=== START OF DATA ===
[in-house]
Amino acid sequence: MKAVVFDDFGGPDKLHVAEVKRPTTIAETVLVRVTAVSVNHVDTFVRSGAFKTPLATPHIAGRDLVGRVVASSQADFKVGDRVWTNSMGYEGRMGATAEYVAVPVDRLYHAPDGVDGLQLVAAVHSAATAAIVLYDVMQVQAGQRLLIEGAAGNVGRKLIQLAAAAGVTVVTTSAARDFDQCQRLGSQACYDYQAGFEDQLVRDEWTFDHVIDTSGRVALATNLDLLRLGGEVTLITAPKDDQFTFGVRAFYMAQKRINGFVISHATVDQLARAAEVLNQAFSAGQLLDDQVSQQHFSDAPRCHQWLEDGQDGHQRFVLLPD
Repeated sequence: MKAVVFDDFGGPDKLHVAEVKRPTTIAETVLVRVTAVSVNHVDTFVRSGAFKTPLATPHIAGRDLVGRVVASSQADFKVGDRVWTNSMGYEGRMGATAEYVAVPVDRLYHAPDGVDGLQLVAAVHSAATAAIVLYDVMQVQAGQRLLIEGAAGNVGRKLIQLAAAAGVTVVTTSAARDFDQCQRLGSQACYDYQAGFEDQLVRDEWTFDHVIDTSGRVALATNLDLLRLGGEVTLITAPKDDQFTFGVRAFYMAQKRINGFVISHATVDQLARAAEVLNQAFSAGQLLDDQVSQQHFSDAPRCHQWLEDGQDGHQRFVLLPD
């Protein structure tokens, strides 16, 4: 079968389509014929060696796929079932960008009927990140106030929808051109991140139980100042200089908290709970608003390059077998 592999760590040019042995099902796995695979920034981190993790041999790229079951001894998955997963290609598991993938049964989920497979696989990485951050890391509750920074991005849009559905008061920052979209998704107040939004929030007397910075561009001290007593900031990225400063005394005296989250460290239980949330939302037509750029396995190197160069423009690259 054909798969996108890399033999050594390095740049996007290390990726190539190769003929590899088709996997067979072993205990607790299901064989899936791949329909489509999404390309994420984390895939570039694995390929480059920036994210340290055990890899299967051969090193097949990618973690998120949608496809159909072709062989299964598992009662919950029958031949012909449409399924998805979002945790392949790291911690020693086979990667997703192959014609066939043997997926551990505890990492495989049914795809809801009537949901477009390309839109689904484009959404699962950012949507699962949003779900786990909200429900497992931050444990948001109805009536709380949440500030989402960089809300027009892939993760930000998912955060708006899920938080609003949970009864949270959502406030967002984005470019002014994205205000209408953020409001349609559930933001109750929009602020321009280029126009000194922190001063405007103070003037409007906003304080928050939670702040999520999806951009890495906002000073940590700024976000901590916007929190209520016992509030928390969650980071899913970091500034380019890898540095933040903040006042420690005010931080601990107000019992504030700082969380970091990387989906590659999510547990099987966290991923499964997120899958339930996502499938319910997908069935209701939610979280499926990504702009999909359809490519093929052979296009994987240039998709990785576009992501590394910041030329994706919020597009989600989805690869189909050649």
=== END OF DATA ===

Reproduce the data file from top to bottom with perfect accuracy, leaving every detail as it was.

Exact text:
[in-house]
Amino acid sequence: MKAVVFDDFGGPDKLHVAEVKRPTTIAETVLVRVTAVSVNHVDTFVRSGAFKTPLATPHIAGRDLVGRVVASSQADFKVGDRVWTNSMGYEGRMGATAEYVAVPVDRLYHAPDGVDGLQLVAAVHSAATAAIVLYDVMQVQAGQRLLIEGAAGNVGRKLIQLAAAAGVTVVTTSAARDFDQCQRLGSQACYDYQAGFEDQLVRDEWTFDHVIDTSGRVALATNLDLLRLGGEVTLITAPKDDQFTFGVRAFYMAQKRINGFVISHATVDQLARAAEVLNQAFSAGQLLDDQVSQQHFSDAPRCHQWLEDGQDGHQRFVLLPD
Repeated sequence: MKAVVFDDFGGPDKLHVAEVKRPTTIAETVLVRVTAVSVNHVDTFVRSGAFKTPLATPHIAGRDLVGRVVASSQADFKVGDRVWTNSMGYEGRMGATAEYVAVPVDRLYHAPDGVDGLQLVAAVHSAATAAIVLYDVMQVQAGQRLLIEGAAGNVGRKLIQLAAAAGVTVVTTSAARDFDQCQRLGSQACYDYQAGFEDQLVRDEWTFDHVIDTSGRVALATNLDLLRLGGEVTLITAPKDDQFTFGVRAFYMAQKRINGFVISHATVDQLARAAEVLNQAFSAGQLLDDQVSQQHFSDAPRCHQWLEDGQDGHQRFVLLPD
């Protein structure tokens, strides 16, 4: 079968389509014929060696796929079932960008009927990140106030929808051109991140139980100042200089908290709970608003390059077998 592999760590040019042995099902796995695979920034981190993790041999790229079951001894998955997963290609598991993938049964989920497979696989990485951050890391509750920074991005849009559905008061920052979209998704107040939004929030007397910075561009001290007593900031990225400063005394005296989250460290239980949330939302037509750029396995190197160069423009690259 054909798969996108890399033999050594390095740049996007290390990726190539190769003929590899088709996997067979072993205990607790299901064989899936791949329909489509999404390309994420984390895939570039694995390929480059920036994210340290055990890899299967051969090193097949990618973690998120949608496809159909072709062989299964598992009662919950029958031949012909449409399924998805979002945790392949790291911690020693086979990667997703192959014609066939043997997926551990505890990492495989049914795809809801009537949901477009390309839109689904484009959404699962950012949507699962949003779900786990909200429900497992931050444990948001109805009536709380949440500030989402960089809300027009892939993760930000998912955060708006899920938080609003949970009864949270959502406030967002984005470019002014994205205000209408953020409001349609559930933001109750929009602020321009280029126009000194922190001063405007103070003037409007906003304080928050939670702040999520999806951009890495906002000073940590700024976000901590916007929190209520016992509030928390969650980071899913970091500034380019890898540095933040903040006042420690005010931080601990107000019992504030700082969380970091990387989906590659999510547990099987966290991923499964997120899958339930996502499938319910997908069935209701939610979280499926990504702009999909359809490519093929052979296009994987240039998709990785576009992501590394910041030329994706919020597009989600989805690869189909050649």